Sale of state properties to balance budget reaches less than 10% of goal
The commission tasked with raising funds to close a $60 million hole in the state budget through sale of state properties has come up with a mere $400,000 in additional revenue, about six percent of the goal. Commission chair Sen. Lou D’Allesandro and State Commissioner of Administrative Services Linda Hogdon lay the blame on a variety of unanticipated lease agreements and other entanglements that prevented the quick and easy sale of state properties.
Sen. D’Allesandro has stated that the only way to recoup anything close to the missing $59.6 million is by using tobacco settlement funds to back a state bond.
The state’s best hope of quickly raising $60 million is bonding tobacco settlement funds — not sale of state property — state Sen. Lou D’Allesandro said Tuesday.
The Manchester Democrat chaired a commission charged with finding $60 million to balance the state budget through the sale of surplus property. But the panel found only two buildings could be readily sold. Both are at the Sununu Youth Services Center in Manchester; it is estimated they could raise $400,000.
About $40 million a year from tobacco companies could be used as collateral for a $60 million state bond. Illinois recently sold $1.5 billion in bonds backed by tobacco funds,D’Allesandro said.
‘There wasn’t a great deal of positive sentiment for that, but that could get you the money,’ he said,adding, ‘We should be looking at some type of public-private partnership with our liquor business.’
In response to the revelation, Conservative-leaning Cornerstone Policy Research Director Kevin Smith issued a statement referring to the proposed sale of state assets as a “mirage”:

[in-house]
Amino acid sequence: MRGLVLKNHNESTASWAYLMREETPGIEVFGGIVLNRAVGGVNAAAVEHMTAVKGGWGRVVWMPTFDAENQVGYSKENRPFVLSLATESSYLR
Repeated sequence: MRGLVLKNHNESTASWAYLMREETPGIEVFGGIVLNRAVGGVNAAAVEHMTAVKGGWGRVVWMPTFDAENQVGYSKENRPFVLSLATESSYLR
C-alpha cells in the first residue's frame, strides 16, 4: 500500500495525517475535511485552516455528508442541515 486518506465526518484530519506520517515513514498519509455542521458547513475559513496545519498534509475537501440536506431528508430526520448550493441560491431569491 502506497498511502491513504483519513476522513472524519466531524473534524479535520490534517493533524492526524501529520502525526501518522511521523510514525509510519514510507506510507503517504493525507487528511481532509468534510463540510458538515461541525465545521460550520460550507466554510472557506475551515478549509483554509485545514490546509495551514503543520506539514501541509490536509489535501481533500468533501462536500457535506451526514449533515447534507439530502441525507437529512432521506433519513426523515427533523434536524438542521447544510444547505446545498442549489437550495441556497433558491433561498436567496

The fact of the matter is that the Democratic leadership, which Senator D’Allesandro is still a part of, used smoke and mirrors accounting gimmicks to supposedly balance the state budget. Rather than first assessing whether the properties in question were even marketable, the previous Democratic administration recklessly included the sale of these properties as part of their budget “fix” knowing full well it was highly unlikely the revenue would never come to fruition.
Today, Cornerstone Director, Kevin Smith, called on the new Republican leadership in the House and Senate to part ways with the failed fiscal policies of the past by implementing meaningful spending cuts to bring the State’s fiscal house into order, “There is only one way the state is going to dig itself out of this hole, and that is to cut, cut, cut,” Smith said. “Senator D’Allesadro continues to live in the past – he apparently has not realized yet why there are only five members of his party left standing in the State Senate. New Hampshire voters elected new leaders this past November because they were sick and tired of runaway spending and bloated deficits – now is the time for the new House and Senate leadership to show the voters they are serious about getting our state budget under control.”